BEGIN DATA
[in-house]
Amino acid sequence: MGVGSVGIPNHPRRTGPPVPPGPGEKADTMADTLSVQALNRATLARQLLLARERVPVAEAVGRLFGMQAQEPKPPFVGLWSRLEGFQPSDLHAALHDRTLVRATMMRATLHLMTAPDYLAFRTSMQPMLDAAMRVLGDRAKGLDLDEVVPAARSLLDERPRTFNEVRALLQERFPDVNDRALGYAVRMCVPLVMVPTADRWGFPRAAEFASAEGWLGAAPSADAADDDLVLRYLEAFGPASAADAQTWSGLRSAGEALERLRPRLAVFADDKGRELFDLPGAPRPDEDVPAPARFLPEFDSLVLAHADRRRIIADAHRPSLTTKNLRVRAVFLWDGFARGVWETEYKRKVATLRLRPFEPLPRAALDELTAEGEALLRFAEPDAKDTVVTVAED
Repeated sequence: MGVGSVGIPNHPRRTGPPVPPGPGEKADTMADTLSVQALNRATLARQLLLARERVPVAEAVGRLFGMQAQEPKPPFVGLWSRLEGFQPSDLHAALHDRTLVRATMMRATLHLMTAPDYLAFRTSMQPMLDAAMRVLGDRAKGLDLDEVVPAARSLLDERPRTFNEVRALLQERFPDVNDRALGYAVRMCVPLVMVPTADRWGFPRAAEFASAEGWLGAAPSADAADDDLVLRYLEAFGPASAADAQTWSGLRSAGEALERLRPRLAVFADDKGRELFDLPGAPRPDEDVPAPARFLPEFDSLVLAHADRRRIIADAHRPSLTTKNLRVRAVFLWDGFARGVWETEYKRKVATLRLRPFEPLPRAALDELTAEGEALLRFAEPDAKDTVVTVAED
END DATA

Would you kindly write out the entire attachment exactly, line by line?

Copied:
[in-house]
Amino acid sequence: MGVGSVGIPNHPRRTGPPVPPGPGEKADTMADTLSVQALNRATLARQLLLARERVPVAEAVGRLFGMQAQEPKPPFVGLWSRLEGFQPSDLHAALHDRTLVRATMMRATLHLMTAPDYLAFRTSMQPMLDAAMRVLGDRAKGLDLDEVVPAARSLLDERPRTFNEVRALLQERFPDVNDRALGYAVRMCVPLVMVPTADRWGFPRAAEFASAEGWLGAAPSADAADDDLVLRYLEAFGPASAADAQTWSGLRSAGEALERLRPRLAVFADDKGRELFDLPGAPRPDEDVPAPARFLPEFDSLVLAHADRRRIIADAHRPSLTTKNLRVRAVFLWDGFARGVWETEYKRKVATLRLRPFEPLPRAALDELTAEGEALLRFAEPDAKDTVVTVAED
Repeated sequence: MGVGSVGIPNHPRRTGPPVPPGPGEKADTMADTLSVQALNRATLARQLLLARERVPVAEAVGRLFGMQAQEPKPPFVGLWSRLEGFQPSDLHAALHDRTLVRATMMRATLHLMTAPDYLAFRTSMQPMLDAAMRVLGDRAKGLDLDEVVPAARSLLDERPRTFNEVRALLQERFPDVNDRALGYAVRMCVPLVMVPTADRWGFPRAAEFASAEGWLGAAPSADAADDDLVLRYLEAFGPASAADAQTWSGLRSAGEALERLRPRLAVFADDKGRELFDLPGAPRPDEDVPAPARFLPEFDSLVLAHADRRRIIADAHRPSLTTKNLRVRAVFLWDGFARGVWETEYKRKVATLRLRPFEPLPRAALDELTAEGEALLRFAEPDAKDTVVTVAED